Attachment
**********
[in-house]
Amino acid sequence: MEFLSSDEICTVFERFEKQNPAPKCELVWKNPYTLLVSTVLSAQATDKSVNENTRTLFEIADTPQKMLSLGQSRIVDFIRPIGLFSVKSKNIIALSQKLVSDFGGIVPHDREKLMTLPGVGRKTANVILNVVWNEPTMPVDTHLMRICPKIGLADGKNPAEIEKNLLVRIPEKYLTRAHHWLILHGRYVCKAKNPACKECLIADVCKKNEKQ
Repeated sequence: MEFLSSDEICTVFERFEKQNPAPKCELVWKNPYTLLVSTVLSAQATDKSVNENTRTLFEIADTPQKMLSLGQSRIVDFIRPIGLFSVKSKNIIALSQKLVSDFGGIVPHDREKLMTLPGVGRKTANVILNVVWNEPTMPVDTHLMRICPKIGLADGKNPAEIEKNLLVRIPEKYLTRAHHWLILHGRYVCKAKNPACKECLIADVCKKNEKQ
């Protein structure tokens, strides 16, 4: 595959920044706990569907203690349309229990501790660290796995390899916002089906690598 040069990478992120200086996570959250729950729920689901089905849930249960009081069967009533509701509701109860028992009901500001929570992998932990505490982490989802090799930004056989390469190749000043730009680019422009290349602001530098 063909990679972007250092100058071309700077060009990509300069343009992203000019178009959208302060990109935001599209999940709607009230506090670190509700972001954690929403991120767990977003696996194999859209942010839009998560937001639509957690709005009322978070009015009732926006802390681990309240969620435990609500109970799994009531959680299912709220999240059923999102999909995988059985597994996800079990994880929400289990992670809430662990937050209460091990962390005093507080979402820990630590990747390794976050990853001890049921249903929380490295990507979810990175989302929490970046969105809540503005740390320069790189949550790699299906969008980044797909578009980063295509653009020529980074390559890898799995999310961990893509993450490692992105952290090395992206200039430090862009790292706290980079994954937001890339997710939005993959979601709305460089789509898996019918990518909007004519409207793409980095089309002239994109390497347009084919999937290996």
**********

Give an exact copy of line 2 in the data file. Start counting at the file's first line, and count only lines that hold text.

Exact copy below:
Amino acid sequence: MEFLSSDEICTVFERFEKQNPAPKCELVWKNPYTLLVSTVLSAQATDKSVNENTRTLFEIADTPQKMLSLGQSRIVDFIRPIGLFSVKSKNIIALSQKLVSDFGGIVPHDREKLMTLPGVGRKTANVILNVVWNEPTMPVDTHLMRICPKIGLADGKNPAEIEKNLLVRIPEKYLTRAHHWLILHGRYVCKAKNPACKECLIADVCKKNEKQ